US: Some Custer museum artifacts were stolen

By Matthew Brown
Billings, Montana (AP) March 2012
A cache of American Indian artifacts seized during raids on a Custer-themed museum in southeast Montana includes items allegedly stolen from members of the Crow Tribe.

The allegation was detailed in court documents filed by the government in part to explain why it still has the artifacts three years after federal agents dropped their criminal probe of the Custer Battlefield Museum in Garryowen, Montana.

Federal officials investigated museum director Christopher Kortlander for four years for alleged artifact fraud. No charges were filed and the case was dropped in 2009.

But the fight over 22 artifacts seized in raids on Kortlander’s museum and businesses in 2005 and 2008 grinds on.

The government contends the artifacts are illegal “contraband” that cannot be returned. They include war bonnets, medicine bundles and other items that contain feathers from protected eagles and other migratory birds.

Kortlander has said he was in legal possession of the items. He sued the government to force it to return the artifacts, although one of his attorneys said that any stolen items would be returned.

“If we can verify that these items were stolen, the museum will return them to the rightful owner,” said Kortlander attorney Penelope Strong.

Strong added that she had requested any stolen item reports made to tribal, state or federal authorities that might corroborate the claims. There was no allegation by the government that Kortlander was directly involved in the thefts.

The court documents identified the stolen items as a feathered war bonnet belonging to Larson Medicine Horse, a Crow member and former Big Horn County sheriff, and three medicine bundles belonging to Daniel Old Elk, the Crow Sun Chief.

Medicine Horse said in an interview that the war bonnet had been in his family for years and was regularly used in ceremonies until it disappeared from an altar in his house about a decade ago.

“It’s the only one that we use to pray with and it’s gone,” Medicine Horse said. “These are sacred items to us, but probably don’t mean anything to other people.”

Medicine Horse declined to speculate on who might have stolen the item. Kortlander ran for sheriff against Medicine Horse in 2002 and lost.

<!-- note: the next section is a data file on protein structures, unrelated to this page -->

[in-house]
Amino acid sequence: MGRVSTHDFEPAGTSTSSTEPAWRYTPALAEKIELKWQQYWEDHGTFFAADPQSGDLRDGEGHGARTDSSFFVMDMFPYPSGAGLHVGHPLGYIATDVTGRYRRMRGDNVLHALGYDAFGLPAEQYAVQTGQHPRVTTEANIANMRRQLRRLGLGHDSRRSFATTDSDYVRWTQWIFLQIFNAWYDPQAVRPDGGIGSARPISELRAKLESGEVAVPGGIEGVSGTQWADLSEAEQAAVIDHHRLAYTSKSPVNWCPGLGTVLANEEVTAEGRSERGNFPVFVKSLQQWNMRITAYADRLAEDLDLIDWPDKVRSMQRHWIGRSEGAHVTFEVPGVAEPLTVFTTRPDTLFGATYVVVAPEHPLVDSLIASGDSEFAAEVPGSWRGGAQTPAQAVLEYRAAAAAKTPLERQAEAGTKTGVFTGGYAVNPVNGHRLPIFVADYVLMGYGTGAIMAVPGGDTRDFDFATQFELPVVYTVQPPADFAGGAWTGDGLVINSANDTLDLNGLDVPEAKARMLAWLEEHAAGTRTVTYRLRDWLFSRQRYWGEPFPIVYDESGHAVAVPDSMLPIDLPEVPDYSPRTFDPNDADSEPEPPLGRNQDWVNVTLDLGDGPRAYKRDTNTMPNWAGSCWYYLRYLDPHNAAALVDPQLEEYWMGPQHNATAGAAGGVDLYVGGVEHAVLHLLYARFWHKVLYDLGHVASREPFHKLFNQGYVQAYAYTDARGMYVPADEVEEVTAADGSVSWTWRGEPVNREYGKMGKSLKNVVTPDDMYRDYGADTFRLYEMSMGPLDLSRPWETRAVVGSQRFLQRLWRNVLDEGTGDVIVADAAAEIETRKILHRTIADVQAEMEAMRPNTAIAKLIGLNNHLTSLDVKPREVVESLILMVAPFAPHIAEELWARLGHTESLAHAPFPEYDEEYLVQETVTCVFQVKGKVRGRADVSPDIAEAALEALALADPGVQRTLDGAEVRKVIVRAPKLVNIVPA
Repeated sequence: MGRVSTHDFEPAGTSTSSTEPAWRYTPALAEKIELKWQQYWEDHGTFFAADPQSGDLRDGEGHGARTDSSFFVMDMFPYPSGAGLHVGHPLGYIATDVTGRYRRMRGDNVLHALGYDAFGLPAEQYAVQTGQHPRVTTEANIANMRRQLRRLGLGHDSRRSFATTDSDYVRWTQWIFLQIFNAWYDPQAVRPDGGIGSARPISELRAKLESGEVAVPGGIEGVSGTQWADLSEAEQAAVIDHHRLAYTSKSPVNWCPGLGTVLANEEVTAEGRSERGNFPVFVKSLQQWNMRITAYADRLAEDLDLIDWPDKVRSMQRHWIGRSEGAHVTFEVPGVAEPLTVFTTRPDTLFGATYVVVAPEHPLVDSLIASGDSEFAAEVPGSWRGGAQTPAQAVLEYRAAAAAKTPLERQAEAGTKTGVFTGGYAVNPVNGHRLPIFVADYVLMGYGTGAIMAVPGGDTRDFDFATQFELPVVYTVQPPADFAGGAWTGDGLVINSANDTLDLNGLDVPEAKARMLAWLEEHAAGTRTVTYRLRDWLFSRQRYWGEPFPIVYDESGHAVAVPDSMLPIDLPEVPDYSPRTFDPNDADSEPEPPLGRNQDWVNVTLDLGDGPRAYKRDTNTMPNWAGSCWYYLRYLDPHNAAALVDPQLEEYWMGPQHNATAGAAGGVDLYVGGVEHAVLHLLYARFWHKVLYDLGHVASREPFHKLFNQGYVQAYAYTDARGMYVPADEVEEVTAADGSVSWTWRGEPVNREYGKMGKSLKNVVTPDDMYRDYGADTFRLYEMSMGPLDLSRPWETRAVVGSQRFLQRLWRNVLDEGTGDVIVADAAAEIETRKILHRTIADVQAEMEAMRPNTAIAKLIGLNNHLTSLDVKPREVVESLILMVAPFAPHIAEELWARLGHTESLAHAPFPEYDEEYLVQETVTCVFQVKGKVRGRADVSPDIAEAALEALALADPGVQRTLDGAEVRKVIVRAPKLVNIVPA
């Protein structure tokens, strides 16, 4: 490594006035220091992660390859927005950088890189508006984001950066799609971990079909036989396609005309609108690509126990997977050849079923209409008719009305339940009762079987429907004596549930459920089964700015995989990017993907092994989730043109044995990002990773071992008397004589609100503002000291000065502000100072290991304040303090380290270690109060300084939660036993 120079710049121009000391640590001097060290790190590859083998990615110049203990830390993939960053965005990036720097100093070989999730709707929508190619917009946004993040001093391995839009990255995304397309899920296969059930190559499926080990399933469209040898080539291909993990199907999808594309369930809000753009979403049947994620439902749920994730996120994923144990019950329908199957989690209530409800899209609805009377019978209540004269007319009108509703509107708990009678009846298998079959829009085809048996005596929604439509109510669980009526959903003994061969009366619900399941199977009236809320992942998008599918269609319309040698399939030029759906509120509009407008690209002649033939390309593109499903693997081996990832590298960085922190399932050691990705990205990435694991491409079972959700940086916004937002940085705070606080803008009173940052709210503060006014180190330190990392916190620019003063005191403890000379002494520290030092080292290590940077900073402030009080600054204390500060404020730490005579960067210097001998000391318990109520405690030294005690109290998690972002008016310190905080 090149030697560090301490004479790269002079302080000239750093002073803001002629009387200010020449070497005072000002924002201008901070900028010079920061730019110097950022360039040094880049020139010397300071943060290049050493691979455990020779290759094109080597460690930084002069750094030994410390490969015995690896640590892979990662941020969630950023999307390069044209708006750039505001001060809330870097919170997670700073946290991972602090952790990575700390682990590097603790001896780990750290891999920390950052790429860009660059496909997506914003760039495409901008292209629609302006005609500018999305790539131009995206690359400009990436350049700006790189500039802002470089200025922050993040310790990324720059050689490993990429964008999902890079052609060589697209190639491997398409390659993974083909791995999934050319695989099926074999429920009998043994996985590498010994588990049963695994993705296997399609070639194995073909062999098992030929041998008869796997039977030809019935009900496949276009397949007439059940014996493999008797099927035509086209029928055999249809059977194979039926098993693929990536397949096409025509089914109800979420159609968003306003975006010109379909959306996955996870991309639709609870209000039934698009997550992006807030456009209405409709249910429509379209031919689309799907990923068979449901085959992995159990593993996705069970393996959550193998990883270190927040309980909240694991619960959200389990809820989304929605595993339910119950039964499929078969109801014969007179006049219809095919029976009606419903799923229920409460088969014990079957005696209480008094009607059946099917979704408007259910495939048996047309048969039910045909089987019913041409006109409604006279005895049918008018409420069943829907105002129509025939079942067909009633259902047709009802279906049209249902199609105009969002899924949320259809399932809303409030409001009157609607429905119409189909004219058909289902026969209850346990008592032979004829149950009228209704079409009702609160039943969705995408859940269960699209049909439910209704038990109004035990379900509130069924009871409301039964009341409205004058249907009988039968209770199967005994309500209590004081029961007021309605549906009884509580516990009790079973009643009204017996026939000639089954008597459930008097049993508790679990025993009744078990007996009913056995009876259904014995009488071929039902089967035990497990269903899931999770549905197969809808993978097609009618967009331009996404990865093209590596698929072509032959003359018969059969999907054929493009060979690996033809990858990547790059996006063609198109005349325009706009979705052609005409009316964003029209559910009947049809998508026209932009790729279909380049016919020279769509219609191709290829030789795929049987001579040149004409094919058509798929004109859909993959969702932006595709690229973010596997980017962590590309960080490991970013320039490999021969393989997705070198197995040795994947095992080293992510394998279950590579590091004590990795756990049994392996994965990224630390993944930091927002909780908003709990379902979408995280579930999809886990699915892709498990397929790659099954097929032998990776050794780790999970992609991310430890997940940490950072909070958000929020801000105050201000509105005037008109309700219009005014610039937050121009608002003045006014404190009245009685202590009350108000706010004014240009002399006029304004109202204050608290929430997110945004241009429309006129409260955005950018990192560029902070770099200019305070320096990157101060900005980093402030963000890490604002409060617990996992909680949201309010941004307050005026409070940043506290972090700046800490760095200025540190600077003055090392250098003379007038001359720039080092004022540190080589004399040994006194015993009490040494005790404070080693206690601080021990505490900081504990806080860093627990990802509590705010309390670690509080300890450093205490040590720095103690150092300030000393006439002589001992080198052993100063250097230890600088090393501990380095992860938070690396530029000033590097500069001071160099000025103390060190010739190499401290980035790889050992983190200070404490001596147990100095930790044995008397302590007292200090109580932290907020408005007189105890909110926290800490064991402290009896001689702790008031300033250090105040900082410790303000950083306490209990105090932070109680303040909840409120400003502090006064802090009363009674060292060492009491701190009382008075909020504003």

Among the other seized items were at least two artifacts that a witness said Kortlander illegally bought and others of unknown origin, the U.S. Attorney’s Office said in court documents.

Kortlander “repeatedly stated that he did not know who owned many of the items he was storing in his locked vault, and admitted to purchasing at least one other feathered item, making it clear contraband,” Assistant U.S. Attorney Victoria Francis wrote.

Kortlander’s attorneys have questioned the credibility of one government witness, a convicted artifact thief and felon named James Brubaker. Brubaker, who was released from prison in 2010, told authorities that he sold Kortlander two eagle feather fans that were seized in the raids, documents show.

Strong said Brubaker’s credibility was “extraordinarily suspect.”

“He has a huge bone to pick because he’s in the business of providing incriminating information so he can get a lesser sentence,” Strong said.

U.S. Attorney’s Office spokeswoman Jessica Fehr declined to comment on the case.

A hearing in the lawsuit is scheduled for April 13 before U.S. District Judge Richard Cebull.

On June 25, 1876, Lt. Col. George Armstrong Custer and more than 200 troopers and scouts from the Crow Tribe were killed by up to 1,800 Lakota Sioux and Northern Cheyenne warriors near the Little Bighorn River in Montana.